As the title of the track might suggest, the concept of this song is being a bad girl, the kind that CL explains perfectly in the song; ‘Not bad meaning bad, but bad meaning good, you know?’
This is definitely the kind of concept that I expected from CL when reading that she was going to be doing solo promotions, and she pulls off the ‘bad girl’ concept like no other. I can already imagine some people trying to claim that she’s just a girl trying to act tough but as much as I hate this phrase (you don’t know how much it kills me to use it) CL has swag, and her self-confidence makes everything that you see in the MV completely believable. She is The Baddest Female.
Some aspects of the video are pretty standard for what I would expect from a hip hop MV with production costs that probably cost more than my house, such as expensive cars, outlandish high fashion, and general shows of wealth and connections, but CL puts her own unique twist on it adding a little bit of cute at times; she sits on a swing at one point made up of her initials, dressed in bright, cute clothes. There’s also a Louis Vuitton-inspired ‘CL’ symbol in the background at one point, and it’s also a little bit cute when she dances on some hi-tech skipping squares. CL effortlessly switches between fierce and cute in a way that’s reminiscent of Nicki Minaj, and even when she’s being cute, she still has attitude!
The video has no storyline to it, but is scene after scene showcasing CL’s versatility. We see CL being herded away from paparazzi in a limousine, we also see her showing her fierceness and stage presence as she raps to us in sparsely decorated rooms wearing a mix of high fashion and urban clothing. We also see a cuter, brighter side to her as she plays on a swing, plays a skipping game and even jump rope. Everything is decadent and extravagant, and works amazingly well.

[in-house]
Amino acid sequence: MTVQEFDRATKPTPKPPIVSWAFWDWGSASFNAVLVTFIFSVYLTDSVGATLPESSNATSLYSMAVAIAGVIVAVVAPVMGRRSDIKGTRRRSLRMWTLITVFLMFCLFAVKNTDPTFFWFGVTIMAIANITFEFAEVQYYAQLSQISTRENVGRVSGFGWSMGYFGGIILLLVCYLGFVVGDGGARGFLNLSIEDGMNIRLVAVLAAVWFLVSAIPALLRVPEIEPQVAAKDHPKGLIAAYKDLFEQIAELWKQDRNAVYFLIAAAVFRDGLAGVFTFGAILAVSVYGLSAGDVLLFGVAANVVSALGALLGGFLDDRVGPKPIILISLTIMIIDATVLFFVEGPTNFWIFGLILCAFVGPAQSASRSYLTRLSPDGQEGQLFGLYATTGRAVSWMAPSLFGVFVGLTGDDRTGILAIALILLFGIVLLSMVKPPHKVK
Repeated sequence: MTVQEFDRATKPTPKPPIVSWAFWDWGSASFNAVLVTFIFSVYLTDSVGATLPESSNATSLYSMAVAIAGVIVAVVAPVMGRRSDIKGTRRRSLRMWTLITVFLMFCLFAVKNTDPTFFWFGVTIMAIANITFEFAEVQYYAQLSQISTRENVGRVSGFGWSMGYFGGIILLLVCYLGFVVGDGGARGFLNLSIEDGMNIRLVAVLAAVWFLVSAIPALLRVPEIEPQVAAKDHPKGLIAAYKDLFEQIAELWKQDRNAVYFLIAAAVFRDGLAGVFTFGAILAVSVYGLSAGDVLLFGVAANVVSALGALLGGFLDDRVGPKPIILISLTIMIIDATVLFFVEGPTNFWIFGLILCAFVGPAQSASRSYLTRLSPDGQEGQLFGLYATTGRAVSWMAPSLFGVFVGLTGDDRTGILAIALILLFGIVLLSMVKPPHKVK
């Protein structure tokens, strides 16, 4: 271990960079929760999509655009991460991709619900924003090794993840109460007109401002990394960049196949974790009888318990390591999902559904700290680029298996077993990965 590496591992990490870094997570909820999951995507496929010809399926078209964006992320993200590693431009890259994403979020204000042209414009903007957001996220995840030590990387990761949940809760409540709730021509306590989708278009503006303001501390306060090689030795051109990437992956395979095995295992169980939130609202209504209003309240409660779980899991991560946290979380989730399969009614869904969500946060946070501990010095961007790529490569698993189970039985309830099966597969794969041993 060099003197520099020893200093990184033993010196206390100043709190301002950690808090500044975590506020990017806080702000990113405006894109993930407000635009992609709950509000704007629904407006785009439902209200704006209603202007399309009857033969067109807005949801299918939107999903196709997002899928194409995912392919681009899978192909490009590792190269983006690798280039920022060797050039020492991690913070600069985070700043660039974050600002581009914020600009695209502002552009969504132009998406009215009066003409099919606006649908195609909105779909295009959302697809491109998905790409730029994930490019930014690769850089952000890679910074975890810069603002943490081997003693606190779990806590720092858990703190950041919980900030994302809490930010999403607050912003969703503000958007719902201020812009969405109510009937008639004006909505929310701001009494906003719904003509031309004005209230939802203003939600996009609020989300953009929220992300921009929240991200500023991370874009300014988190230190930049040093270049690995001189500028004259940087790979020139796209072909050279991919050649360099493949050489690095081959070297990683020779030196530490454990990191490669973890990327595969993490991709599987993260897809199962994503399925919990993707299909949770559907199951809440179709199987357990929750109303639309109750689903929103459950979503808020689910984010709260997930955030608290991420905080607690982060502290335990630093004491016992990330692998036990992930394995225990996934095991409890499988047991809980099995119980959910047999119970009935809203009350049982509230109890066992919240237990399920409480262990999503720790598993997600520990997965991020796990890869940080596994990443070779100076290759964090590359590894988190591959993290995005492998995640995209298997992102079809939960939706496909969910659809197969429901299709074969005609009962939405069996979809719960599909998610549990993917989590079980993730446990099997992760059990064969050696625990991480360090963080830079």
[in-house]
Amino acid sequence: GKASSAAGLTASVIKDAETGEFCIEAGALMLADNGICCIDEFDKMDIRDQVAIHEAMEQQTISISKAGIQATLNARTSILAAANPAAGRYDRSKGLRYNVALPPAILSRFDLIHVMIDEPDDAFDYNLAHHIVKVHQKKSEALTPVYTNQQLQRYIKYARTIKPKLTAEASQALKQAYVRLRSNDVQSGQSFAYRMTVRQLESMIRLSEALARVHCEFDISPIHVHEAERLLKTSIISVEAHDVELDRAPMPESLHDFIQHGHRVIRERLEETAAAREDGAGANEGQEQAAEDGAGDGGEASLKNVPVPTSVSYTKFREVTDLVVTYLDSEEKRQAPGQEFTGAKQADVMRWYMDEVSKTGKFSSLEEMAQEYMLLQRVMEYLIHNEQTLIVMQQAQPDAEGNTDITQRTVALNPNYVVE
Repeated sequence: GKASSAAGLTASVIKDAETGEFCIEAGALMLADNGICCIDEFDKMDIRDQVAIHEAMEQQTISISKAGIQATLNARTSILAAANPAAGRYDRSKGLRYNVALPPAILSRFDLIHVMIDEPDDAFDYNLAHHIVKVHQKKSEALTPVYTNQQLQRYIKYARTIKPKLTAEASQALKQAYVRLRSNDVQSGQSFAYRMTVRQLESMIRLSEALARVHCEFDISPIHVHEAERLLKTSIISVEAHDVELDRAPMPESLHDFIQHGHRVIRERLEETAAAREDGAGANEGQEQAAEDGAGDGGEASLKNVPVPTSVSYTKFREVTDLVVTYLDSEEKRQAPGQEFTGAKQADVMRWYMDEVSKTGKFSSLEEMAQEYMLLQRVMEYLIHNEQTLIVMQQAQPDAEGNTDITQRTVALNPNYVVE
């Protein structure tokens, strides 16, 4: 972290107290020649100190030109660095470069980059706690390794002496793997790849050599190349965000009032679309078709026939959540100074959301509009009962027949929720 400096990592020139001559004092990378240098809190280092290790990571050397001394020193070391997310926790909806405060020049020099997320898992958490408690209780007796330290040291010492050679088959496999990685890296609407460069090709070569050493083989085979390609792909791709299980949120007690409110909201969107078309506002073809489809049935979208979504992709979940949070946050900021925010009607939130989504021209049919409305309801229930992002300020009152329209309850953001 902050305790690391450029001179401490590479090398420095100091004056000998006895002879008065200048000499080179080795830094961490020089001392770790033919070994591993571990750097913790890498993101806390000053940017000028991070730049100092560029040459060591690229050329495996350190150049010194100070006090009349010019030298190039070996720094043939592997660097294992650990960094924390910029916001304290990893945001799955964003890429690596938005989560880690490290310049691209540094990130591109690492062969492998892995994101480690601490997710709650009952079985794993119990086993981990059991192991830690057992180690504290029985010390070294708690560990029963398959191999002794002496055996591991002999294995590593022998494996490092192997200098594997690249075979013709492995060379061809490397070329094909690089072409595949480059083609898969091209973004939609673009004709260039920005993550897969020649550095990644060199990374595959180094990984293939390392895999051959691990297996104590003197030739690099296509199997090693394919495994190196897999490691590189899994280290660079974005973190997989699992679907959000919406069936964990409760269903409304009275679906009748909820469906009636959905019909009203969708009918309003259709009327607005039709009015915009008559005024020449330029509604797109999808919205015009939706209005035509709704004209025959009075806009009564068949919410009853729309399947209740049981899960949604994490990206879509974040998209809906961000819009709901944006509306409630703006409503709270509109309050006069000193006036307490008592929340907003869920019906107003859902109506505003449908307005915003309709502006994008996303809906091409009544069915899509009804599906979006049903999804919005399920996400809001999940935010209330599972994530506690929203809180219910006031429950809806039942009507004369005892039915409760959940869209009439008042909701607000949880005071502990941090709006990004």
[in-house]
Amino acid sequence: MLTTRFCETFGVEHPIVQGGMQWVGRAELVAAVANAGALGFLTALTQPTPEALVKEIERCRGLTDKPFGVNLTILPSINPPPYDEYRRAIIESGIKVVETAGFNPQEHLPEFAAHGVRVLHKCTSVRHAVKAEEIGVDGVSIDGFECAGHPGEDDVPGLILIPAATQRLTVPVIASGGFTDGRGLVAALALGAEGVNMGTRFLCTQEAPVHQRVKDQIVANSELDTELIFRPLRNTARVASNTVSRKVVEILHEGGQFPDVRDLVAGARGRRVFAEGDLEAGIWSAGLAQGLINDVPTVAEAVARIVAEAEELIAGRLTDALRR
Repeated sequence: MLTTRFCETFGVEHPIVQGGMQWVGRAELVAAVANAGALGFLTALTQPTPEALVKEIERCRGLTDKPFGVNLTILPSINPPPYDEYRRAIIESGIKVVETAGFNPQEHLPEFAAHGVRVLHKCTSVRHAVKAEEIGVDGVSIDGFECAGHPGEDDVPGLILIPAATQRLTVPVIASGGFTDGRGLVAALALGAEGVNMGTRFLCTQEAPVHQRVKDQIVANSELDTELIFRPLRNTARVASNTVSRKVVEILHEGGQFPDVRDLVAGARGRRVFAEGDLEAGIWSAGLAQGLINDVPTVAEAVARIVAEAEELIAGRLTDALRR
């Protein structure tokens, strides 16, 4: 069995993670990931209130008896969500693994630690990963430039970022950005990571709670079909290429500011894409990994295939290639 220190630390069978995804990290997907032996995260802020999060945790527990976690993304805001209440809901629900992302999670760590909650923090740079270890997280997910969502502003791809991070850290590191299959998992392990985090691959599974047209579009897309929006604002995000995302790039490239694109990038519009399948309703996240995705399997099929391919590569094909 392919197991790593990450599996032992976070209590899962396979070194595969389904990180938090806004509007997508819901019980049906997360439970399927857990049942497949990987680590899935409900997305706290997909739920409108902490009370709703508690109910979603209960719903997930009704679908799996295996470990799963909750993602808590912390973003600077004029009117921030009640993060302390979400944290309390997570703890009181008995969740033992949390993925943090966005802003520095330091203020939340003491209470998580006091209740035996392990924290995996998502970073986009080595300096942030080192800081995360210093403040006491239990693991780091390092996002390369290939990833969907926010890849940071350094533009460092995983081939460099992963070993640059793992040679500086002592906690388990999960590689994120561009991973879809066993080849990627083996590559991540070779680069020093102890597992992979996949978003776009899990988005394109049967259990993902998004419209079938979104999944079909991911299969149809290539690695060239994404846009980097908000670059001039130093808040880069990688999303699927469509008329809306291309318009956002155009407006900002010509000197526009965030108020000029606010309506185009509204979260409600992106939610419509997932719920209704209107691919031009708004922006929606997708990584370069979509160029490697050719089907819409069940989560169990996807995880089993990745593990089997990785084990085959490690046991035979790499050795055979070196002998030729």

Where to I even begin to talk about the clothing worn in this MV? It’s absolutely fantastic.
The fashion used in the video is eclectic and varied, as it’s all high-fashion mixed with urban wear, which combines to make an incredibly edgy style for the video. From what I could count, CL wears 13 different outfits throughout the duration of the MV, ranging from Jeremy Scott neon clothes to urban tracksuits with snapbacks and sneakers to extremely over the top high fashion outfits that would be un-wearable in the real world. There is also an abundance of big, chunky gold jewellery which adds to the urban feel, some serious golden, fanged grills, and some truly cool nail art. Everything about the outfits and accessories are full-on and extravagant, which lends to the credibility of the bad girl concept.
I did notice that there were some things pretty similar in the MV to things we’ve seen from Western artists, such as; Nicki Minaj (there’s a neon-forest scene in CL’s MV that looks a lot like Nicki Minaj’s Massive Attack MV), Beyonce (standing on crag looking fierce like in Who Run The World MV) and even Ciara (in her MV for Like A Boy, she portrays both a man and woman, which CL also does). Of course, these could all be coincidences, but I would imagine that it is more likely that CL could be paying homage to her musical inspirations.
Like many hip hop videos, The Baddest Female boasts cameos from some of CL’s label mates who she is close with, and this is a nice treat for kpop fans but won’t mean much to non-kpop fans. There are probably more, but I spotted GD, Taeyang and Teddy.
UK Potential: 4.5/5